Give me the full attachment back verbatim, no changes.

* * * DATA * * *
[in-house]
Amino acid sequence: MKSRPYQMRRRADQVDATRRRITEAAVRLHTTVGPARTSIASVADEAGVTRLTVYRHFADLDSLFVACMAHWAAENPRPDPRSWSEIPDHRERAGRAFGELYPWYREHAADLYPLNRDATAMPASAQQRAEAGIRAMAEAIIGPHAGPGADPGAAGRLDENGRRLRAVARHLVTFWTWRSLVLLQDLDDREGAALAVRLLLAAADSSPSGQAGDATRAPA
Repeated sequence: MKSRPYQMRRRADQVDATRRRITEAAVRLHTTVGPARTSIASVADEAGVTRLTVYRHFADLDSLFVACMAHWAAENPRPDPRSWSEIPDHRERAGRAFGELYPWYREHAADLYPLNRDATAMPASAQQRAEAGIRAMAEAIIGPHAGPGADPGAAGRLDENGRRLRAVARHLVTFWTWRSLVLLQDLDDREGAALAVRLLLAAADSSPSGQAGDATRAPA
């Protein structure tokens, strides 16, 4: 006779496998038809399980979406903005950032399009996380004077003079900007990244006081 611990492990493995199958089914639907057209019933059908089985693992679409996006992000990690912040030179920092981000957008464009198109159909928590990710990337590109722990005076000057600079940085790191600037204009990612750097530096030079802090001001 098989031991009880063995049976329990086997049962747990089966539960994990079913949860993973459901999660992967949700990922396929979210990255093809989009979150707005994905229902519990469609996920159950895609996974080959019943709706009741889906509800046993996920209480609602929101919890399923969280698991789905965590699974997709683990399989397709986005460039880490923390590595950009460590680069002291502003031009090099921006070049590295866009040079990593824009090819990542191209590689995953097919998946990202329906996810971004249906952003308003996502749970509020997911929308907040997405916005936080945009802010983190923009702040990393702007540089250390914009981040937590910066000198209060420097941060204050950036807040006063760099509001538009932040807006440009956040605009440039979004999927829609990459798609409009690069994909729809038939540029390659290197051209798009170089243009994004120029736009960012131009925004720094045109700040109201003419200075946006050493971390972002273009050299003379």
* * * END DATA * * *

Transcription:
[in-house]
Amino acid sequence: MKSRPYQMRRRADQVDATRRRITEAAVRLHTTVGPARTSIASVADEAGVTRLTVYRHFADLDSLFVACMAHWAAENPRPDPRSWSEIPDHRERAGRAFGELYPWYREHAADLYPLNRDATAMPASAQQRAEAGIRAMAEAIIGPHAGPGADPGAAGRLDENGRRLRAVARHLVTFWTWRSLVLLQDLDDREGAALAVRLLLAAADSSPSGQAGDATRAPA
Repeated sequence: MKSRPYQMRRRADQVDATRRRITEAAVRLHTTVGPARTSIASVADEAGVTRLTVYRHFADLDSLFVACMAHWAAENPRPDPRSWSEIPDHRERAGRAFGELYPWYREHAADLYPLNRDATAMPASAQQRAEAGIRAMAEAIIGPHAGPGADPGAAGRLDENGRRLRAVARHLVTFWTWRSLVLLQDLDDREGAALAVRLLLAAADSSPSGQAGDATRAPA
């Protein structure tokens, strides 16, 4: 006779496998038809399980979406903005950032399009996380004077003079900007990244006081 611990492990493995199958089914639907057209019933059908089985693992679409996006992000990690912040030179920092981000957008464009198109159909928590990710990337590109722990005076000057600079940085790191600037204009990612750097530096030079802090001001 098989031991009880063995049976329990086997049962747990089966539960994990079913949860993973459901999660992967949700990922396929979210990255093809989009979150707005994905229902519990469609996920159950895609996974080959019943709706009741889906509800046993996920209480609602929101919890399923969280698991789905965590699974997709683990399989397709986005460039880490923390590595950009460590680069002291502003031009090099921006070049590295866009040079990593824009090819990542191209590689995953097919998946990202329906996810971004249906952003308003996502749970509020997911929308907040997405916005936080945009802010983190923009702040990393702007540089250390914009981040937590910066000198209060420097941060204050950036807040006063760099509001538009932040807006440009956040605009440039979004999927829609990459798609409009690069994909729809038939540029390659290197051209798009170089243009994004120029736009960012131009925004720094045109700040109201003419200075946006050493971390972002273009050299003379």